static void error(const char *fmt, ...)
    va_list args;
    int errnum = errno;
    fprintf(stderr, "%s: ", arg0);
    va_start(args, fmt);
    vfprintf(stderr, fmt, args);
    if (errnum != 0)
        fprintf(stderr, " (%d: %s)", errnum, strerror(errnum));
    putc('\n', stderr);

int main(int argc, char **argv)
    int attr;
    arg0 = argv[0];

    if (argc < 2)
        error("Usage: %s cmd [arg ...]", arg0);
    if ((attr = fcntl(1, F_GETFL, &attr)) < 0)
        error("fcntl(F_GETFL) failed");
    attr |= O_APPEND;
    if (fcntl(1, F_SETFL, attr) != 0)
        error("fcntl(F_SETFL) failed");
    execvp(argv[1], &argv[1]);
    error("failed to exec %s", argv[1]);

My testing of it was somewhat casual, but just barely enough to persuade me that it worked.

Simpler alternative

Billy notes in his answer that '>>' is the append operator - and indeed, on Solaris 10, bash (version 3.00.16(1)) does use the O_APPEND flag - thereby making the code above unnecessary, as shown ('Black JL:' is my prompt on this machine):

Black JL: truss -o bash.truss bash -c "echo Hi >> x3.29"
Black JL: grep open bash.truss
open("/var/ld/ld.config", O_RDONLY)             Err#2 ENOENT
open("/usr/lib/libcurses.so.1", O_RDONLY)       = 3
open("/usr/lib/libsocket.so.1", O_RDONLY)       = 3
open("/usr/lib/libnsl.so.1", O_RDONLY)          = 3
open("/usr/lib/libdl.so.1", O_RDONLY)           = 3
open("/usr/lib/libc.so.1", O_RDONLY)            = 3
open("/platform/SUNW,Ultra-4/lib/libc_psr.so.1", O_RDONLY) = 3
open64("/dev/tty", O_RDWR|O_NONBLOCK)           = 3
stat64("/usr/openssl/v0.9.8e/bin/bash", 0xFFBFF2A8) Err#2 ENOENT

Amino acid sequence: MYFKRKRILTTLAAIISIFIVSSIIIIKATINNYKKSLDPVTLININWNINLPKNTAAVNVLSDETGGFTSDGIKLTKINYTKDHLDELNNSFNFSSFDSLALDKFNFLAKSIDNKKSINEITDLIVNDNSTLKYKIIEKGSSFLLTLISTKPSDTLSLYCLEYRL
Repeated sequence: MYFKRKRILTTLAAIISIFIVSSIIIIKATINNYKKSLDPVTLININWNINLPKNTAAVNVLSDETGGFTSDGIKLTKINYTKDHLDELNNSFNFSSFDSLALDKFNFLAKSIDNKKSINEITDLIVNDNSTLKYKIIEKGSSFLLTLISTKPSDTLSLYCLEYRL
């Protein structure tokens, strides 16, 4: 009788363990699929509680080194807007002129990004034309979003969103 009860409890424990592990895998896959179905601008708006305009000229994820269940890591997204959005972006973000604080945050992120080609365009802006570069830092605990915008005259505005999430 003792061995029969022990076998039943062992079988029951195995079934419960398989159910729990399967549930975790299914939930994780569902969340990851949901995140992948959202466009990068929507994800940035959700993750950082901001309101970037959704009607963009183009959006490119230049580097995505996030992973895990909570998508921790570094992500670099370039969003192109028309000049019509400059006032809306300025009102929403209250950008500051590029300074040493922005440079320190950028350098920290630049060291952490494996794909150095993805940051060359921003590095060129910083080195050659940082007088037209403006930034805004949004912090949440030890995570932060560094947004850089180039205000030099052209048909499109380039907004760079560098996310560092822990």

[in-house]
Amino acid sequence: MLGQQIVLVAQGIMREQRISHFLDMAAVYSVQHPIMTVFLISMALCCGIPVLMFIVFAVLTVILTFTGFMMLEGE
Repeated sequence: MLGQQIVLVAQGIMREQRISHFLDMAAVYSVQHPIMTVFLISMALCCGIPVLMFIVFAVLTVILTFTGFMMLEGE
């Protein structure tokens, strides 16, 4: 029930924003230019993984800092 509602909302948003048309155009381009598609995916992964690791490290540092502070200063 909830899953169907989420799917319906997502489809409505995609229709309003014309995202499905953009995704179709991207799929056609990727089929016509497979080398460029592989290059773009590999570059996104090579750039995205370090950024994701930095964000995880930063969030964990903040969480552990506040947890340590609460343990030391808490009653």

open64("x3.29", O_WRONLY|O_APPEND|O_CREAT, 0666) = 3
Black JL:

Use append redirection rather than the wrapper ('cantrip') code above. This just goes to show that when you use one particular technique for other (valid) purposes, adapting it to yet another is not necessarily the simplest mechanism - even though it works.

  • The log file's being created by me, by redirecting stdout. Any way to do the equivalent of O_APPEND on a file created by a simple redirect?
    – Hobo
    Jun 12, 2009 at 6:16
  • 1
    @Hobo: succinctly - no. Or, at least, very unlikely. If you were able to start the program under a debugger, you might be able to make a fcntl() system call to add the O_APPEND attribute to standard output, but otherwise, you are stuck, I think. Well, let's think...you could write a wrapper around the other application...that does the fcntl() - and maybe the redirect too - and then runs the 3rd Party Program. Give me a while to look at that properly... Jun 12, 2009 at 6:20
  • Wow. Cheers for taking the time to write that. I think it's more than I'd like to do at this stage - I think I'll stick with split - but I really appreciate you taking the time. Just a pity I can't vote more than once for your answer ;-)
    – Hobo
    Jun 14, 2009 at 19:08
  • 2